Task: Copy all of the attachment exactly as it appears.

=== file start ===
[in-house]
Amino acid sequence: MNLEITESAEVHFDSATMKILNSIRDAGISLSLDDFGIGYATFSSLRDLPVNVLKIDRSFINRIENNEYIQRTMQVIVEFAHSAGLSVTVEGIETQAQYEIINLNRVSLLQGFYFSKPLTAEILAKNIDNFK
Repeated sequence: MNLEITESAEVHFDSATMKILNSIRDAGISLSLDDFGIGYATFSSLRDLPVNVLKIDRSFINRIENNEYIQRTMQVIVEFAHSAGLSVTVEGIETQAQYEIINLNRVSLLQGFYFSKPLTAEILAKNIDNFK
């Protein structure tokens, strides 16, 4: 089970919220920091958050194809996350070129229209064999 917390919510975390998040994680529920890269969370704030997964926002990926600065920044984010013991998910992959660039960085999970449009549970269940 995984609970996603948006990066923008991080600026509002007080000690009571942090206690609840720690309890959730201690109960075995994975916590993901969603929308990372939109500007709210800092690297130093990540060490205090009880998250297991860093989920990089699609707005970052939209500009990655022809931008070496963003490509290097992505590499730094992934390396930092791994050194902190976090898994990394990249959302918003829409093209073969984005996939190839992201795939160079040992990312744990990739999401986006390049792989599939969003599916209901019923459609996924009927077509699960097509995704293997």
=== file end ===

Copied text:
[in-house]
Amino acid sequence: MNLEITESAEVHFDSATMKILNSIRDAGISLSLDDFGIGYATFSSLRDLPVNVLKIDRSFINRIENNEYIQRTMQVIVEFAHSAGLSVTVEGIETQAQYEIINLNRVSLLQGFYFSKPLTAEILAKNIDNFK
Repeated sequence: MNLEITESAEVHFDSATMKILNSIRDAGISLSLDDFGIGYATFSSLRDLPVNVLKIDRSFINRIENNEYIQRTMQVIVEFAHSAGLSVTVEGIETQAQYEIINLNRVSLLQGFYFSKPLTAEILAKNIDNFK
């Protein structure tokens, strides 16, 4: 089970919220920091958050194809996350070129229209064999 917390919510975390998040994680529920890269969370704030997964926002990926600065920044984010013991998910992959660039960085999970449009549970269940 995984609970996603948006990066923008991080600026509002007080000690009571942090206690609840720690309890959730201690109960075995994975916590993901969603929308990372939109500007709210800092690297130093990540060490205090009880998250297991860093989920990089699609707005970052939209500009990655022809931008070496963003490509290097992505590499730094992934390396930092791994050194902190976090898994990394990249959302918003829409093209073969984005996939190839992201795939160079040992990312744990990739999401986006390049792989599939969003599916209901019923459609996924009927077509699960097509995704293997």